|MadSci Network: Physics|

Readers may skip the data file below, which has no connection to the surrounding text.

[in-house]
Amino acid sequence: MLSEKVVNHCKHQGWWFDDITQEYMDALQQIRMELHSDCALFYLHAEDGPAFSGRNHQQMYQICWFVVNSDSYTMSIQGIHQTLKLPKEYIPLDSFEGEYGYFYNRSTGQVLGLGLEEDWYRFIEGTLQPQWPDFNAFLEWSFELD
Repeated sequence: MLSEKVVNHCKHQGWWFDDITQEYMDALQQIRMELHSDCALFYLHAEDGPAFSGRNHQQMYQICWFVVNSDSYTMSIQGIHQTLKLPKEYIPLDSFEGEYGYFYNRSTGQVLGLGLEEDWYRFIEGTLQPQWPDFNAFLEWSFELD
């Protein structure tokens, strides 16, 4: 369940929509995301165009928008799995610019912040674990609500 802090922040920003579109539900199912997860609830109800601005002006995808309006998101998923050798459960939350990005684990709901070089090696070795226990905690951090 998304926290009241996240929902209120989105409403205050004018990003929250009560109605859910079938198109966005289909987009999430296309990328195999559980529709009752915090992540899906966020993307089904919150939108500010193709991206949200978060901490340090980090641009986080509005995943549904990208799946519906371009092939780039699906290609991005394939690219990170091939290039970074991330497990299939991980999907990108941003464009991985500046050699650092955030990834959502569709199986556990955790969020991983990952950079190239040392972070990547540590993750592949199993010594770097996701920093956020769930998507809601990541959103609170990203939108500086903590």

Hi Tony, You want to move a billion pounds into orbit in a month. That's about 454000 metric tonnes, which is more payload than all our rockets have achieved during the last fifty years by a factor of around ten or so, so it would be a huge undertaking. To get a body into orbit requires energy. To achieve a low-Earth orbit (LEO) from a good equatorial site, every kilogram of payload requires about 33 megajoules of energy - slightly more if we factor in air resistance. Let's say to orbit a kilogramme of mass after passing through the atmosphere requires us to spend 40MJ. Therefore the mass you wish to orbit will require 18.16*10^15 joules of energy. This is a huge amount - more or less the output of a five megaton nuclear weapon. Your spring idea will sadly not work, though I suspect NASA would love to be able to use such a technique. Orbital velocities are just short of 8 kilometres per second. Even at the top of Everest where the air is thinner, an object travelling at these speeds will, without protection, simply burn up through friction. But let's assume the payload has some form of advanced heat-shielding, and can withstand 100 gravities of acceleration induced by the spring. (A human cargo would be best kept down to 5 gravities or so.) Physics has some handy formulae for dealing with times, speeds, accelerations and distances. One appropriate one gives us the length of the spring during the period that its force is applied to the payload. This would be equal to: velocity * velocity / (2 * acceleration) Using SI units, the spring would have to be 32 kilometres long, and it would be difficult to imagine it recovered for use once a minute. However, two methods of launching lots of material into orbit do "spring" to mind. ;-) One would be to use an orbital tower. (You said there were no current construction limitations, and the materials required to build such a tower are close to being realised.) The orbital tower would be a thin band of material connecting a satellite in geostationary orbit to the ground at the equator. Geostationary orbit is an altitude at which satellites orbit the Earth once a day. Therefore, as the Earth rotates under them at the same rate, they appear to remain fixed over a particular spot. Web searches on "orbital tower" and "beanstalk" will give you many pointers to the challenges that such a construction would face. To reach geostationary orbit in an elevator running up the tower, the energy costs work out to about 58MJ per kilogramme - only slightly more energy than that to reach LEO, but with a final altitude of around 36000km compared to a couple of hundred kilometres. You want to lift the mass in a month, so we can work out the power required: Power = 58MJ * 4.54*10^8kg / (30days*86400seconds) = 10.2 gigawatts While this is a lot of power, it could be provided by a solar array, operating at 10% efficiency, if the array was about 9km in diameter. A large structure by any means, but not outside the scope for the makers of a tower. The second technique is less environmentally friendly. ;-) Do a web search on "Project Orion". This was a serious investigation into using atomic bombs to propel a very large spacecraft into orbit, and off to the planets. We've seen that 5MT is enough to orbit 454000 metric tonnes...but the world's nuclear arsenal is approximately 4000MT. Even given low efficiencies, there's enough fissile material in the military's hands to launch substantial masses to orbit, well above the mass you suggest, though the fallout and resultant mess would make this an extremely bad choice. Andy Goddard
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